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CEBU: Festivals That You Should Visit

CEBU: Festivals That You Should Visit

The sights and sounds are very enticing yet subtly luring you in and discover the best of what the Queen City of the South can offer. It’s a promise that most travelers and tourists are drawn to.

Festivals Anytime of the Year

Cebu never runs out of festivals. Whether you are in the urban jungle or in the hinterlands and islands in the province, from North to the South, from the East to the West, there is surely one celebration that you wouldn’t dare miss.

Panagtagbo: Every January before Sinulog Festival

Sinulog Festival

Translacion (Gathering of the Holy Family), coincidentally the patrons of Cebu are Santo Niño and Birhen sa Guadelupe, Saint Joseph in Mandaue City.

People celebrate this event every January when the three statues meet in the national shrine of Saint Joseph, often referred to as the Translacion, followed by a fluvial procession. There are singing and dancing competitions and street dancing that happen during the Bibingkahan in honor of the Sto. Niño.

Sinulog Festival

Sinulog Festival
Filipino dancers in colorful costumes dance along the streets for the ‘Sinulog’ Grand Parade marking the feast of the Child Jesus in Cebu City, Philippines on January 19, 2020. The Sinulog Festival is one of the grandest festivals in the Philippines honoring the Santo Niño, who used to be the patron saint of the province of Cebu. Photo by Alecs Ongcal/Rappler

Every 3rd Sunday of January, Cebu has been celebrating the Sinulog Festival, dubbed as the country’s biggest and grandest festival.

What began as a revival of an old dance brought government, business establishments, schools, pilgrims, artists and private individual together like never before. The attempt to enhance cultural awareness gave the Cebuanos a shared passion, a collective identity. In the end the Sinulog did give Cebu a culture. And a name. Pit Senyor!

Tagbo Festival: [19th of January (Poro, Camotes Island)]

Tagbo Festival

It is celebrated every January in honor of patron Sto. Niño de Poro. Beloved memoir of a living past, Tagbo is the cornerstone from which this great municipality has sprung.

Rich in cultural heritage and deep in spiritual values, Tagbo is a very significant event precluding the birth of a town very dear to the hearts of her sons and daughters.

Silmugi Festival: [20th of January (Borbon)]

Silmugi Sinulog Festival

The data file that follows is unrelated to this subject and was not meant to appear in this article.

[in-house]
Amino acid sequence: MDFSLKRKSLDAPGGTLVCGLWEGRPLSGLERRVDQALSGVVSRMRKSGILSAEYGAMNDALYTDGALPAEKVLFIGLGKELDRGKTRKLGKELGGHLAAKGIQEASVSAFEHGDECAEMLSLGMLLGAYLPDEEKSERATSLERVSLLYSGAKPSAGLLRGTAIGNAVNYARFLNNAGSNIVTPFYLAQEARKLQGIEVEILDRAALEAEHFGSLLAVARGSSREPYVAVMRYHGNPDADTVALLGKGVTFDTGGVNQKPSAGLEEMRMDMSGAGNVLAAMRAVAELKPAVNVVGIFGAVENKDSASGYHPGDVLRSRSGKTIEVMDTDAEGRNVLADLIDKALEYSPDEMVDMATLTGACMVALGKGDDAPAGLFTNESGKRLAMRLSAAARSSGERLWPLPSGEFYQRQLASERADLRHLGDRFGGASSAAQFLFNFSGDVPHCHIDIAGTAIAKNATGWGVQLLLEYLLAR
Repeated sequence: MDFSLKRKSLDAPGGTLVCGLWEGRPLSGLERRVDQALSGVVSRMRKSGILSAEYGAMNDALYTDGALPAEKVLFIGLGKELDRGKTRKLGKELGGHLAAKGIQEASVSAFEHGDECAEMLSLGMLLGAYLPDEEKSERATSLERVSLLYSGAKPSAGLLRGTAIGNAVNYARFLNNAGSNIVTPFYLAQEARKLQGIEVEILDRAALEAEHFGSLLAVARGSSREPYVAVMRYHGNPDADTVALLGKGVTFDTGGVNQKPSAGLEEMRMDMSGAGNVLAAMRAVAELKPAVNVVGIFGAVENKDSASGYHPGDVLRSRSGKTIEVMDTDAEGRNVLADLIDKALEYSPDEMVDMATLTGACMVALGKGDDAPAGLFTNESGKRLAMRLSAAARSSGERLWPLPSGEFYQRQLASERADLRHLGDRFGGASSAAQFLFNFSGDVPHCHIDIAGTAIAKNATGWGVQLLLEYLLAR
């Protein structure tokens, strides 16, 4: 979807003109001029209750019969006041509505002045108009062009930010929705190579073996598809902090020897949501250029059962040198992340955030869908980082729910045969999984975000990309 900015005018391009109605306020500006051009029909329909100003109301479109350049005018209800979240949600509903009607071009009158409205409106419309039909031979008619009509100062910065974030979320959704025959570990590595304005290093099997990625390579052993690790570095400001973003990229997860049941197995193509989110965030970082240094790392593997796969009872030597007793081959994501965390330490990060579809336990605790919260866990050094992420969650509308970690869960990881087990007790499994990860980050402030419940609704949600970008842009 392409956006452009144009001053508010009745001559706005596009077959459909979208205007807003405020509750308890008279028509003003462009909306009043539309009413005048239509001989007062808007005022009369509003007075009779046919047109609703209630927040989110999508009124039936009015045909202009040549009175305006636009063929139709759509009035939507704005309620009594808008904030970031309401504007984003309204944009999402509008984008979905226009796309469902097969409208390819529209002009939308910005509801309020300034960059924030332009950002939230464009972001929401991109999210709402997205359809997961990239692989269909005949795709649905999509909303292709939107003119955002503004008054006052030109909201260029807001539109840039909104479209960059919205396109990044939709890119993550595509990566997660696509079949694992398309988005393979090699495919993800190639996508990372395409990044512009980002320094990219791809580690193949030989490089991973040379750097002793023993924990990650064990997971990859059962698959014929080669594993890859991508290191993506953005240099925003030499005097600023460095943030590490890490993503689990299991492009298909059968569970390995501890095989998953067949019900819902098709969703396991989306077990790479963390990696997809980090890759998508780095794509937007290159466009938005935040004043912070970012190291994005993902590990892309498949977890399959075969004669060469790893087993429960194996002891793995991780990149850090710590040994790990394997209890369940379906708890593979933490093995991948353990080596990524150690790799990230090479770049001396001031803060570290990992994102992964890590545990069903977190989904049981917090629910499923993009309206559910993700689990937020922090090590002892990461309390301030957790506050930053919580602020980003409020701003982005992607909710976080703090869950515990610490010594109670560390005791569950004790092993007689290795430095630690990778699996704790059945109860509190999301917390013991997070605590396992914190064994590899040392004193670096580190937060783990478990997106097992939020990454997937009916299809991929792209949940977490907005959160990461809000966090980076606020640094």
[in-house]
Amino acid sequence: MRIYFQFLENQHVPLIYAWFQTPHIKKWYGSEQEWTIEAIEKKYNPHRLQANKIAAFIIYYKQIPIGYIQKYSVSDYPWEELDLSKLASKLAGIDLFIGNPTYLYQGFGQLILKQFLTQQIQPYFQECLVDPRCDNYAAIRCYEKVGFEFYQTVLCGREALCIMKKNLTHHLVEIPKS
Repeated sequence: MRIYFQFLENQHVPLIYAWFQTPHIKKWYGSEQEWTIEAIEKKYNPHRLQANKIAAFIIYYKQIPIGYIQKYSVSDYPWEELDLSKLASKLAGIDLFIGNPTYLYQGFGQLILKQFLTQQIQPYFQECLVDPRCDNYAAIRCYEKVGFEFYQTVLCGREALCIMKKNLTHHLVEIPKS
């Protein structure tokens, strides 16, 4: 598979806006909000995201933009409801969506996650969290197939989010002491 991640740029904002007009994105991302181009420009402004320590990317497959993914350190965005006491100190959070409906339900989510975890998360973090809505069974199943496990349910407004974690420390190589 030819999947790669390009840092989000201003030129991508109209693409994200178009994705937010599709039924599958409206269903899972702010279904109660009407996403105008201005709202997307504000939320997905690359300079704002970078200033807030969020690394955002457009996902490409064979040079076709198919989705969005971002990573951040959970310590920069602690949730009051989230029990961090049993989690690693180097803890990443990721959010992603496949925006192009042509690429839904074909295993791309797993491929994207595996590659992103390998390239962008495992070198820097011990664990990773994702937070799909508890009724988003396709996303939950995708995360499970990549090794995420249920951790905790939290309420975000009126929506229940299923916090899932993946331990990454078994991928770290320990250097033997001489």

“Silmugi” is an old name of the town of Borbon and the festival is in honor of its patron saint St. Sebastian the Martyr for the bountiful harvest. The street dancing which is one of the highlights is participated in by the different barangays.

“Simulgi” was name after the enchanting and enthralling river which served as the nearest route for the devout Catholics attending mass in St. Sebastian Parish. This also served as the main gateway of the inhabitants in their business trades with the coastal barangays surrounding it.

Budbod Kabog Festival: [10th Of February (Catmon)]

Budbod Kabog

The town of Catmon is famous for its tasty “bodbod” and thus is the focus of the festival. The festival celebrates the process of making a delicacy from the tiny seeds of a cereal variety called millet as a major socio-cultural event during the feast of St. William of Aquitaña every Feb. 10.

Different barangays participate in the street dancing competition, showcasing dance movements that incorporate the concept of making the bodbod with their costumes.

Kabayo Festival: [February – Movable (Mandaue City)]

Kabayo Festival

Organized by the Cebu Equine Owners, Breeders and Sportsmen Association (CEOBSA), the Kabayo festival is supported by the DOT.

The festival promotes sports tourism, ecotourism and agri-industrial tourism awareness in the country. The highlights include the parade of horses, horse racing competition and the best decorated “tartanillas” or horse drawn carriages and features a bazaar and flea market.

Sarok Festival: [14th of February (Consolacion)]

sarok festival consolacion

Valentine’s Day for the people of Consolacion is celebrated with more than just love. They had a doubly eventful date as the town gathered to celebrate their 91st founding anniversary, dubbed as “Adlaw sa Consolacion” with the staging of the Sarok Festival.

Named after a kind of hat made from bamboo strips and dried banana leaves used by locals and commonly used by farmers to protect themselves from the rain and heat of the sun, sarok-making is also the main livelihood of Brgy. Tolotolo.

Soli-Soli Festival: [18th March (San Francisco, Camotes Island)]

Soli-Soli Festival

Named after the Soli-Soli plant which abounds around Lake Danao, used for mat weaving, bags, hats and other handicrafts.

Soli-Soli features freestyle street dancing competition using soli-soli plant as its dominant material. The festival adds color to the feast of St. Joseph the Worker.

Tostado Festival: [3rd Sunday of April (Santander)]

Tostado Festival

The festival focuses on the town’s famous delicacy, the “tostado”. A locally made cookie, researches failed to establish as to when and how or from whom the baking of these cookies originated.

Residents of Santander have sold these cookies, made of sugar, flour, eggs, baking soda, and shortening, in their place for as long as they can remember. The street dancing which is the highlight of the festivity uses the different movements of making tostado in the dance participated in by the different barangays.

Haladaya Festival: [Easter Sunday (Daan Bantayan)]

Haladaya Festival

Haladaya Festival is honor to the patron saint of Daanbantayan, St. Rose of Lima. Before in 1834, Daanbantayan was so-called “Kandaya” a name from the leader of first malayan settlers, si “Datu Daya”. This is why people of Daanbantayan will celebrate the Haladaya Festival because from the word of “Haladaya” which means “Halad Kang Datu Daya!”